Saturday, June 7, 2008
"Politics, at its best, is about bringing people together for the common good."
Sen. Chuck Hagel, America: Our Next Chapter
For residents of DC, the contrast between the performance to be staged in this city tomorrow at the National Building Museum and the performance staged outside a Marriott in Woodley Park last Saturday is likely to be remarkable. Another piece, perhaps, of absurdist theater as a parting gift to what is left of the Democratic Party.
I am looking forward to the turning of the proverbial page. The analogies and metaphors employed to describe political campaigns aside, politics is not a sport. Sports are designed to produce winners and losers -- indeed, there would be no point to a contest if there was not, ultimately, a defined winner and loser (whether determined in a single match or determined by where you are on the table at the end of the season). Politics can certainly be reduced to such a calculus. Government can be used to reward one's allies and punish one's enemies. Ultimately, however, this is not the government envisioned by the civics and history classes that enfranchised most American school children. The belief in government derives from a deeply held American faith that, however flawed, the convening of disparate (sometimes warring) viewpoints within a structured form of republican government can lead, through some magic formula, to a government of the people, by the people, and for the people. The use of sport as a contextual tool to understand developments in political campaigns, then, demeans the process. Rather than focus on whether a particular candidate would be an exceptional public servant or whether a candidate will be able to effectively govern, we are immersed in analysis that tells us whether a candidate's campaign team has out-manuevered or out-performed their opponents' campaign teams. And certainly this is important -- after all, one must win an election to be an elected official -- but it is not the alpha and omega of campaigning.
A common derision aimed towards Senator Obama, particularly by supporters of Senator Clinton, is that Senator Obama has no record to support claims that he will bring a new style of governance to the White House. Scott McClellan's recent publicity (humility) tour for his recent book draws further attention to the criticism insofar as Mr. McClellan describes his disillusionment borne from an inexperienced political figure who promised widespread bipartisan appeal only to fail spectacularly and further drive a wedge between the two parties in this city. However, this criticism of Sen. Obama, I believe, is a creature of the failure to conceive of the Democractic party primary as anything other than sport. Chris Matthews famously harangued Texas state senator Kirk Watson over his inability to name Sen. Obama's legislative accomplishments in what was apparently brilliant television, but in the many hours that I have been subjected to Matthews' commentary, I have never once heard him try to inform his audience of Sen. Obama's accomplishments. That, apparently, is not brilliant television. It does not, then, seem terribly surprising that the conception that Sen. Obama is a blank slate, a political novice, has seen such widespread acceptance.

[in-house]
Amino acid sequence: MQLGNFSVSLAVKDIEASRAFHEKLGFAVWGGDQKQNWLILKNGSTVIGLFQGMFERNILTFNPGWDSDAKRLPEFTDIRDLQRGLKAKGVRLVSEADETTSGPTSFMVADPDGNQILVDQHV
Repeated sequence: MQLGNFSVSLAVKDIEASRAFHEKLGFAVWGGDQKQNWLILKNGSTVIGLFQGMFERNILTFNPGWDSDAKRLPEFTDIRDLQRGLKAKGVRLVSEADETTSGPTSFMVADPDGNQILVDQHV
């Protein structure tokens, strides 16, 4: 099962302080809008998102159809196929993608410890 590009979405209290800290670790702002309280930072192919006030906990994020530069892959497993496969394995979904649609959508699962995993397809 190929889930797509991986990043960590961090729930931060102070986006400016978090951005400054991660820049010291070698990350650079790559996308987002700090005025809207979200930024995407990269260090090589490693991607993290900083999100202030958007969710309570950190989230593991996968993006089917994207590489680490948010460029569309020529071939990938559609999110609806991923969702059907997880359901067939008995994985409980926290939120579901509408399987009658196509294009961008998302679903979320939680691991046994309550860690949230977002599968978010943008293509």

Reading Senator Hagel's most recent book, the Senator briefly discusses his work with Sen. Obama to enact nuclear non-proliferation legislation. Senator Hagel's discussion of the bill fills only a paragraph and while Sen. Hagel profusely praises Senator Biden in discussing a trip the two took to Northern Iraq, no similar fulsome complimentary words are thrown Senator Obama's way. Moreover, it is, perhaps, not remarkable that a Democrat is working with Senator Hagel, given his outspoken criticism of our current Administration. However, working with Senator Coburn, particularly on improving government transparency and accountability is remarkable. These two examples don't overcome the criticism of a thin record, but what they do is provide an indication of why some Republicans (like, for example, well, me) have crossed over and thrown their support behind someone who seems to be willing to listen to other viewpoints and, perhaps, bring people together for the common good.
Now, certainly, the sport coverage aspect of campaign coverage has been utilized masterfully by Senator Obama's campaign, as the underdog, david vs. goliath, narrative has controlled for the entirety of the primary season, increasing interest and the level of commitment in his campaign. But perhaps now is the time to spend some time for us to ponder how either of the two Senators running for President may govern rather than how they might win. But perhaps not.